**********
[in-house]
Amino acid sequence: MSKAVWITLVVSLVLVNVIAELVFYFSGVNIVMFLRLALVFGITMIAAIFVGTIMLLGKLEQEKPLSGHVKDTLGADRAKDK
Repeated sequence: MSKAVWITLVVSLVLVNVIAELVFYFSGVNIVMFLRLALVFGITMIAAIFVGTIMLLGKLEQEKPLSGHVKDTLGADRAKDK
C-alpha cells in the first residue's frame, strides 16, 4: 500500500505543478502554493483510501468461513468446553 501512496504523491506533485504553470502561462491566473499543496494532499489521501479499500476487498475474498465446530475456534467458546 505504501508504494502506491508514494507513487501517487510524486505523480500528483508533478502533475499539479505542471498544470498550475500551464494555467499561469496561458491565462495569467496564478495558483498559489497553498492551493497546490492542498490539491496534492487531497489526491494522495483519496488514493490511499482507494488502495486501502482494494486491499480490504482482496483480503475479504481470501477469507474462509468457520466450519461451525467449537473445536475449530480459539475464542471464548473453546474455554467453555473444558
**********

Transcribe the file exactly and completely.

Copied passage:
[in-house]
Amino acid sequence: MSKAVWITLVVSLVLVNVIAELVFYFSGVNIVMFLRLALVFGITMIAAIFVGTIMLLGKLEQEKPLSGHVKDTLGADRAKDK
Repeated sequence: MSKAVWITLVVSLVLVNVIAELVFYFSGVNIVMFLRLALVFGITMIAAIFVGTIMLLGKLEQEKPLSGHVKDTLGADRAKDK
C-alpha cells in the first residue's frame, strides 16, 4: 500500500505543478502554493483510501468461513468446553 501512496504523491506533485504553470502561462491566473499543496494532499489521501479499500476487498475474498465446530475456534467458546 505504501508504494502506491508514494507513487501517487510524486505523480500528483508533478502533475499539479505542471498544470498550475500551464494555467499561469496561458491565462495569467496564478495558483498559489497553498492551493497546490492542498490539491496534492487531497489526491494522495483519496488514493490511499482507494488502495486501502482494494486491499480490504482482496483480503475479504481470501477469507474462509468457520466450519461451525467449537473445536475449530480459539475464542471464548473453546474455554467453555473444558